How Trump Spurred Muslims And Jews To Eat Together — And Build Bridges

picture1-1466692203On the February night that President Trump unveiled his travel ban on immigrants from Muslim countries, Samir Malik, a 31-year-old tech developer whose parents are from Pakistan, was on his way to dinner in Brooklyn.

Text messages buzzed on his phone. Activist friends of his were on the way to JFK airport to protest. He worried, would his friends and family be affected?

Malik found comfort in the Orthodox Jewish family of six that had invited him to dinner.

“How are you feeling? Do you feel cared for?” his Jewish host asked Malik and his wife, also Muslim, with roots in India.

The gesture was encouraging. The dinner was part of an initiative to bring together Muslims and Jews for small home-cooked meals through New York City. There have been two rounds of these interfaith dinners since February, each drawing around 100 participants.

“The idea is for people who don’t interact as much to have an opportunity to get to know each other,” said Lonnie Firestone, a Modern Orthodox Jew and freelance writer from Brooklyn who is spearheading the effort.

The genesis of this project for Firestone was the election of Donald Trump, which shocked many liberals. On the heels of a divisive and polarizing campaign season, Firestone wanted to organize something that would bring people together.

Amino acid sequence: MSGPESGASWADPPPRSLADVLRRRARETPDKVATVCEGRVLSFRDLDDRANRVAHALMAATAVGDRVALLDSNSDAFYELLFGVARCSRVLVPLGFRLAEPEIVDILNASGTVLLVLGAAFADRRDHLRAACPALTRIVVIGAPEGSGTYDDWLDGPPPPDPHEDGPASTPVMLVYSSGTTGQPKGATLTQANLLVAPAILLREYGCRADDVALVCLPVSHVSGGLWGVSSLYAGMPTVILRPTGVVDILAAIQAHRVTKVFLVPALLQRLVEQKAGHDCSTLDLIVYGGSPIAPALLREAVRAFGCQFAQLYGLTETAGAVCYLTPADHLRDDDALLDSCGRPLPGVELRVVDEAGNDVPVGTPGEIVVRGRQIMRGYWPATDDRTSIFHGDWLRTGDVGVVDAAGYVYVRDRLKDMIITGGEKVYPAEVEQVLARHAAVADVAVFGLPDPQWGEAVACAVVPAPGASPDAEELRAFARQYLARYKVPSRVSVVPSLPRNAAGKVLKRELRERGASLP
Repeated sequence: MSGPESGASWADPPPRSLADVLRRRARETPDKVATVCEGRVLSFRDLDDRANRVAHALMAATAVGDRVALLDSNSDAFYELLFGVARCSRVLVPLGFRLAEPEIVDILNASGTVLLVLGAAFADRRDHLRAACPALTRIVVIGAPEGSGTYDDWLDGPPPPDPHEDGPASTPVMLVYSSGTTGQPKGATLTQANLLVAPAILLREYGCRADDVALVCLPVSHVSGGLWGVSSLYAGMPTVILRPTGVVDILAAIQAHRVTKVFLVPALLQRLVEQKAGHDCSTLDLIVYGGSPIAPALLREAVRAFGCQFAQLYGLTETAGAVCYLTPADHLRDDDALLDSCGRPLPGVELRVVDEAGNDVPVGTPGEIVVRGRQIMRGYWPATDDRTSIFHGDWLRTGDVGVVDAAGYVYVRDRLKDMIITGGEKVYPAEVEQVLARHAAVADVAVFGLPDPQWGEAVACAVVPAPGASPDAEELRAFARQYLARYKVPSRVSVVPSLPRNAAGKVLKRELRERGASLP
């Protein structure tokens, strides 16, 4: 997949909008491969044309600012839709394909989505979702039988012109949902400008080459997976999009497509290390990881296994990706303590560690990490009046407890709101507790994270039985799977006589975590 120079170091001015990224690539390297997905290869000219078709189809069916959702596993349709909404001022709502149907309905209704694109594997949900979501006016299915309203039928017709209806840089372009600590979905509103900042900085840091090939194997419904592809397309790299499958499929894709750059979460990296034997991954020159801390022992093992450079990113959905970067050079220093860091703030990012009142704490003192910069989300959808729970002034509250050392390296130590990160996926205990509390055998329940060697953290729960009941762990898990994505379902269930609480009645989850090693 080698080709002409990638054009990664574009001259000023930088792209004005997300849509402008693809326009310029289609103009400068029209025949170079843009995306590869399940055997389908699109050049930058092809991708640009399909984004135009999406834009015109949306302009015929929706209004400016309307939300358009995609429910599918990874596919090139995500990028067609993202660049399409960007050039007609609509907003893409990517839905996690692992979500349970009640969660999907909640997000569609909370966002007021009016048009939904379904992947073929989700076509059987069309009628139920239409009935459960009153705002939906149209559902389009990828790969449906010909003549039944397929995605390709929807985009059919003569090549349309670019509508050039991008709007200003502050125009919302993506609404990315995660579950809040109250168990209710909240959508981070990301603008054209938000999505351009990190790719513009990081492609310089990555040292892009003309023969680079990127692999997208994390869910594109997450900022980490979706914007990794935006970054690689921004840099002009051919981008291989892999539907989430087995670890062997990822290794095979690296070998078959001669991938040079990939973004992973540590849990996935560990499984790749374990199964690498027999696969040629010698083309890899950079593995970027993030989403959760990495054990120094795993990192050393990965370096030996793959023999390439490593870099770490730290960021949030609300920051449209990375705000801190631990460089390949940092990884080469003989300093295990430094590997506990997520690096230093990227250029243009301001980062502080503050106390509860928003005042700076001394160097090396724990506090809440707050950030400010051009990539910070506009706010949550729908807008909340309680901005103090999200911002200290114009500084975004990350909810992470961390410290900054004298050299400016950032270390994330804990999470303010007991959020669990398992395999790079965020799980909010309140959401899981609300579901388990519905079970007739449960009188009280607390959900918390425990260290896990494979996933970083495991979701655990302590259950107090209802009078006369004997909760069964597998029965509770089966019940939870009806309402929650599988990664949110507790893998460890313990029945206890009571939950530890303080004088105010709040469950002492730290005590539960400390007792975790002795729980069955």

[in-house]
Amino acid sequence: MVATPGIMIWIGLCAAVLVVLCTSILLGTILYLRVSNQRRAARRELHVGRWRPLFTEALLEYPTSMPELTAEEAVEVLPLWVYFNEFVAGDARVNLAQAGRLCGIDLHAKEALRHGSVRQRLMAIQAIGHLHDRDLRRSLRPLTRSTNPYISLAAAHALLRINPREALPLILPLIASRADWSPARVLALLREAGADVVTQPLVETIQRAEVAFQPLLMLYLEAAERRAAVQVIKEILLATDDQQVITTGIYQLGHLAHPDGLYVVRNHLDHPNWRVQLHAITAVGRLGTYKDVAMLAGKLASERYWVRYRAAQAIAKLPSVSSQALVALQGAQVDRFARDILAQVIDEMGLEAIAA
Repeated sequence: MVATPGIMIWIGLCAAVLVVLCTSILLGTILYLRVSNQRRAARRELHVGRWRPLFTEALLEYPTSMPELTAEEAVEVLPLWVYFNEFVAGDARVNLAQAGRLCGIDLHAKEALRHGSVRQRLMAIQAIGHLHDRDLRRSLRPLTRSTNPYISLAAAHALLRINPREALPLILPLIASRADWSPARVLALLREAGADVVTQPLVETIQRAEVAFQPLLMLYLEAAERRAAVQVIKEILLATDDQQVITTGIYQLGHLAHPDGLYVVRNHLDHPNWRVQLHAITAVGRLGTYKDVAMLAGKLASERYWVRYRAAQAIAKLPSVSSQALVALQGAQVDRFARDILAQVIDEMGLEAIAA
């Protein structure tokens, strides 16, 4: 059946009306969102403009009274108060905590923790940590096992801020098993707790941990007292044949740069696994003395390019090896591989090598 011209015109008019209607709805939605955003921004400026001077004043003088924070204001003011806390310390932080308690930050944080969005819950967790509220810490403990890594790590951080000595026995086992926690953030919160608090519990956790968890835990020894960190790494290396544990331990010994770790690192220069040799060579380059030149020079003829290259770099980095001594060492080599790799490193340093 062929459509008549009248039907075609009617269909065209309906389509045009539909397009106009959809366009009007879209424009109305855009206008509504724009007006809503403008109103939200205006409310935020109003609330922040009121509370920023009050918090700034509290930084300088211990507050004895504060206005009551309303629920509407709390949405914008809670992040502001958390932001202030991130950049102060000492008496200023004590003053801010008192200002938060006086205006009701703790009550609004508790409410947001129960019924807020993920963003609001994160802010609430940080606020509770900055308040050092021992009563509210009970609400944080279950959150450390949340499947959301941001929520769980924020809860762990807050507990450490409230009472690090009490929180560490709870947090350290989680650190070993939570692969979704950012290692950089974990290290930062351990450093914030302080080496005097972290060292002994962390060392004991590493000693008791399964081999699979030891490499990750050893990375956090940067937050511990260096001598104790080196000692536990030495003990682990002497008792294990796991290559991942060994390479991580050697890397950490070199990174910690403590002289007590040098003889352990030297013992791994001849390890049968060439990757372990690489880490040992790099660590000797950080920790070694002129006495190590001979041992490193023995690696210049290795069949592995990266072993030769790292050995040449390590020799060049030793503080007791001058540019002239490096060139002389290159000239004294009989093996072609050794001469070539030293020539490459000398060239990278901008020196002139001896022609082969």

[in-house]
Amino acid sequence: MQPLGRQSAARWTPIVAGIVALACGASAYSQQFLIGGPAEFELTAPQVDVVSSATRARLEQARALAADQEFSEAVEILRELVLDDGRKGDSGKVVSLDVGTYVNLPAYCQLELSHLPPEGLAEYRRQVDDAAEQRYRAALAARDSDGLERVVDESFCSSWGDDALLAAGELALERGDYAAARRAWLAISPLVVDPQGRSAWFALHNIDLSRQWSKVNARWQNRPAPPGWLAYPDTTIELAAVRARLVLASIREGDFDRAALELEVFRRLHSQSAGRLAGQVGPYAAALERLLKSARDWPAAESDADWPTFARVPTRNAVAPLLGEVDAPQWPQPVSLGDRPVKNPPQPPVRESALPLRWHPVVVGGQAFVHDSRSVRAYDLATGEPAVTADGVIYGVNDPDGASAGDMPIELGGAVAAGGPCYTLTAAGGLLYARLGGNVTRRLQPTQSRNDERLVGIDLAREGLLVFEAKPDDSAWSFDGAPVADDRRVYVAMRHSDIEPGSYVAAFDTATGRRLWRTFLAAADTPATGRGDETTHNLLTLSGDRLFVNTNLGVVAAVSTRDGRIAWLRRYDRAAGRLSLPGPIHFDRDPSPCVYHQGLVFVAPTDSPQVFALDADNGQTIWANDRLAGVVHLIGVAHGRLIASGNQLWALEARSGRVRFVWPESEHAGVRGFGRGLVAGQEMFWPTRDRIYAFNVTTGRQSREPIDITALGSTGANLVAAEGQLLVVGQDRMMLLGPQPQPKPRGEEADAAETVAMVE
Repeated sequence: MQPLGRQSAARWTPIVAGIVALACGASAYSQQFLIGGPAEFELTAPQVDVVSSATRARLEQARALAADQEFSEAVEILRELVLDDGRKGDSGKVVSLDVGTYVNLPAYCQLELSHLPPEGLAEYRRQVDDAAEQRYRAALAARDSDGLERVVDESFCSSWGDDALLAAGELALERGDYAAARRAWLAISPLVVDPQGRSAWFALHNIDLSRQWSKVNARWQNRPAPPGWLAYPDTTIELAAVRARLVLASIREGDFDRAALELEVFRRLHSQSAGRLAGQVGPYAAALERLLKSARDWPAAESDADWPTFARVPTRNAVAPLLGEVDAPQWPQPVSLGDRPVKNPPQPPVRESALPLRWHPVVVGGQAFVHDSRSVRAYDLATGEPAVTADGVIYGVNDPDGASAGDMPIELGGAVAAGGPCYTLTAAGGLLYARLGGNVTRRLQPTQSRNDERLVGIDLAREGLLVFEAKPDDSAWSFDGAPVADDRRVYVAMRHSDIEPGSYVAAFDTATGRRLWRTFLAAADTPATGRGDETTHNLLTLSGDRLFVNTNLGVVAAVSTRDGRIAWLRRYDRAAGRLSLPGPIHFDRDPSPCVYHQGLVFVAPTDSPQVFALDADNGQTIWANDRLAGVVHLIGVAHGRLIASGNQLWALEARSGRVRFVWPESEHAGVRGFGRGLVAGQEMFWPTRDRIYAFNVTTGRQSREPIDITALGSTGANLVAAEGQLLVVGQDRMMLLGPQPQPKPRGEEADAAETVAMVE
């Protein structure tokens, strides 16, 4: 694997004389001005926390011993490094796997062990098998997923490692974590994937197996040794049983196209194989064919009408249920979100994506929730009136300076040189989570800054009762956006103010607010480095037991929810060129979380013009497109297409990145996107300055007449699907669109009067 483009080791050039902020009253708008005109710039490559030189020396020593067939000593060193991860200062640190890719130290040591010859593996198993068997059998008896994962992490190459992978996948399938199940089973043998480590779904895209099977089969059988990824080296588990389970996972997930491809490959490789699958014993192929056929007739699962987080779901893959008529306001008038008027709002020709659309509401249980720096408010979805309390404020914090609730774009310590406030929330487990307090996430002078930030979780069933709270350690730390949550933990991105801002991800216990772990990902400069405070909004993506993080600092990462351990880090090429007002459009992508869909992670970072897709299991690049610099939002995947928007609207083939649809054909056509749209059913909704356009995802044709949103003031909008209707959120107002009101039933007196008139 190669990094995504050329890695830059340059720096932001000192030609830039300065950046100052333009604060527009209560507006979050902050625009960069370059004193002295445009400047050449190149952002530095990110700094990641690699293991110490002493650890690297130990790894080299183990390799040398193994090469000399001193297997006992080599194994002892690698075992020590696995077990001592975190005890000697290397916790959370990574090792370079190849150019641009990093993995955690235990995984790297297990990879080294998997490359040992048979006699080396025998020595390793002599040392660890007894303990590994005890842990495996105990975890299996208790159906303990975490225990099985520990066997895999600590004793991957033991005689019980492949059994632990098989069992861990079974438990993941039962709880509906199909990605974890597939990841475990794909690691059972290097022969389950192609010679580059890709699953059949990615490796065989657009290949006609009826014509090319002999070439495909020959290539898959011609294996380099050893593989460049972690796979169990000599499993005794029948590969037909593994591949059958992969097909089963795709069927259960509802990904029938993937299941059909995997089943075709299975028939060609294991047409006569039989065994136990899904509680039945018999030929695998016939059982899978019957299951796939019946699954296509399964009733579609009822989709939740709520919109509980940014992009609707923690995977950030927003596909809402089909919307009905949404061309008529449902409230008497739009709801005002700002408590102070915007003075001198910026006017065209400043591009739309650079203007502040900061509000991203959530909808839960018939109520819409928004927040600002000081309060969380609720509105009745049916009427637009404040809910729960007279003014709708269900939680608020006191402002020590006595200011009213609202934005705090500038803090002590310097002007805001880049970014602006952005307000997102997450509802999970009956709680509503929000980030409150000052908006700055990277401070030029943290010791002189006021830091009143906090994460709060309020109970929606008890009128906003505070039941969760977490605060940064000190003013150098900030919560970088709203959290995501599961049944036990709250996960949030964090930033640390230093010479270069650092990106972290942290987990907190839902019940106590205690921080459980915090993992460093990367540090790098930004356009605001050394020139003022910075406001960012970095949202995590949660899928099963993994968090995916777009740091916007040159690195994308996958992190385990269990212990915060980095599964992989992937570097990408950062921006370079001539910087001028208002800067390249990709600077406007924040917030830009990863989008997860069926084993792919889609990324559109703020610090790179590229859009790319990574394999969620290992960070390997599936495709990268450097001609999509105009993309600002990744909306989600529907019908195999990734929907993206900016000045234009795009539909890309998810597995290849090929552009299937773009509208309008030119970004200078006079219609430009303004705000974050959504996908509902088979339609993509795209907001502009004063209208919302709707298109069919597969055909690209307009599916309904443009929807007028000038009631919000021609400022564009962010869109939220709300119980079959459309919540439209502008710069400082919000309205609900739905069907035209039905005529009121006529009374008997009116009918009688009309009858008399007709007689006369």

“Trump’s campaign had fostered an inhospitable environment toward Muslims and to a lesser but still notable degree toward Jews, I felt that Jewish and Muslim Americans should become better advocates for one other,” Firestone said.

Interfaith work like this, of course, is not new. But bringing Jews into Muslim home, and Muslims in Jewish homes for home-cooked meals, felt both urgent and untested to Firestone.

The dinners are organized alongside a string of New York organizations, both Jewish and Muslim. Participants have come from Brooklyn’s Congregation Beth Elohim; the progressive “GetOrganizedBK” group; the Altshul minyan, an egalitarian Brooklyn minyan also in Brooklyn; the Prospect Heights Shul ; the Muslim-Jewish Solidarity Committee; the Islamic Center at NYU and a group called Muslim Urban Professionals.



Anger and apathy from Brooklyn Muslims over NYPD spying report

src.adapt.960.high.1377927742177On Friday afternoon at the Islamic Society of Bay Ridge, a large mosque and community center in an especially diverse neighborhood of Brooklyn, Muslim men double-parked their cars and ran from adjacent storefronts to catch the start of the 1 p.m. prayer.

As the interior of the mosque filled up with more than 100 people, those left outside began claiming space on the sidewalk, using Arabic-language newspapers as substitutes for prayer rugs.

It was a normal Friday, except that many in attendance were a little more tense than usual. This was the first Friday prayer following the release of documents by The Associated Press that showed several mosques in New York, including the Islamic Society of Bay Ridge, had been labeled as suspected “terrorist enterprises” by the New York City Police Department (NYPD), and were under the department’s watchful eye for years.

The AP also revealed in 2011 that the NYPD was keeping several Muslims under surveillance, but the new revelations came as a shock to many in the Bay Ridge Muslim community, who said they’ve had nothing but good relations with the police.

But to others, the documents were just another sign of a continually worsening relationship between what they say is an overly suspicious NYPD and Muslim-Americans just trying to go about their lives.